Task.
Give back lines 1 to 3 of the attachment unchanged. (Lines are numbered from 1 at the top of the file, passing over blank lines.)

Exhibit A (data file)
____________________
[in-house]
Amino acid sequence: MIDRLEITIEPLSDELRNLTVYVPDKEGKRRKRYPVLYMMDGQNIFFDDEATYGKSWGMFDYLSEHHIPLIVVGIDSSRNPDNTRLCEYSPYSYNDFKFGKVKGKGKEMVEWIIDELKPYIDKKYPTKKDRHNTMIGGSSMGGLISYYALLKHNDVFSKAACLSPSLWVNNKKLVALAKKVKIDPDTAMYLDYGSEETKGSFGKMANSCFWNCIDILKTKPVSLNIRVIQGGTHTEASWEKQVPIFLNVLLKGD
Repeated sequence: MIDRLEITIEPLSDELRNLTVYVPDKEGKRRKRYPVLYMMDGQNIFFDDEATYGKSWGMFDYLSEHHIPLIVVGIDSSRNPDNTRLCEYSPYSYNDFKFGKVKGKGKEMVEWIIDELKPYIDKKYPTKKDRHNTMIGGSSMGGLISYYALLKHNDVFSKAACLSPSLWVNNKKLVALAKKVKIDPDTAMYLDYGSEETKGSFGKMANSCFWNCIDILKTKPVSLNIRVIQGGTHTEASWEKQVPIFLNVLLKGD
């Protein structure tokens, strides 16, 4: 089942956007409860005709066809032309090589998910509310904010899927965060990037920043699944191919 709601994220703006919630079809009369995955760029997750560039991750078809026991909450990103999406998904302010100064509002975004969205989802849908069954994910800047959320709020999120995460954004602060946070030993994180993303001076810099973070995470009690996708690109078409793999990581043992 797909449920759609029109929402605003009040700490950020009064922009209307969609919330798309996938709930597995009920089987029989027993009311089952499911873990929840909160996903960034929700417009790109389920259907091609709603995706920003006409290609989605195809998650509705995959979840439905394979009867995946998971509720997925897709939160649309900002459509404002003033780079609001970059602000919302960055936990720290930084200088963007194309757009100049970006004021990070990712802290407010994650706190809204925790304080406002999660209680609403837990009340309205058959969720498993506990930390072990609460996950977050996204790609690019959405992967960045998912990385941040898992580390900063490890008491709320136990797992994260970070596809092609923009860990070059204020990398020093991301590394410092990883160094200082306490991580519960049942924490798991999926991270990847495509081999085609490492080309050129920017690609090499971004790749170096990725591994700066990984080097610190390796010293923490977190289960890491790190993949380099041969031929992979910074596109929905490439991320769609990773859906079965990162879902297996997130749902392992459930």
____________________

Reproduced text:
[in-house]
Amino acid sequence: MIDRLEITIEPLSDELRNLTVYVPDKEGKRRKRYPVLYMMDGQNIFFDDEATYGKSWGMFDYLSEHHIPLIVVGIDSSRNPDNTRLCEYSPYSYNDFKFGKVKGKGKEMVEWIIDELKPYIDKKYPTKKDRHNTMIGGSSMGGLISYYALLKHNDVFSKAACLSPSLWVNNKKLVALAKKVKIDPDTAMYLDYGSEETKGSFGKMANSCFWNCIDILKTKPVSLNIRVIQGGTHTEASWEKQVPIFLNVLLKGD
Repeated sequence: MIDRLEITIEPLSDELRNLTVYVPDKEGKRRKRYPVLYMMDGQNIFFDDEATYGKSWGMFDYLSEHHIPLIVVGIDSSRNPDNTRLCEYSPYSYNDFKFGKVKGKGKEMVEWIIDELKPYIDKKYPTKKDRHNTMIGGSSMGGLISYYALLKHNDVFSKAACLSPSLWVNNKKLVALAKKVKIDPDTAMYLDYGSEETKGSFGKMANSCFWNCIDILKTKPVSLNIRVIQGGTHTEASWEKQVPIFLNVLLKGD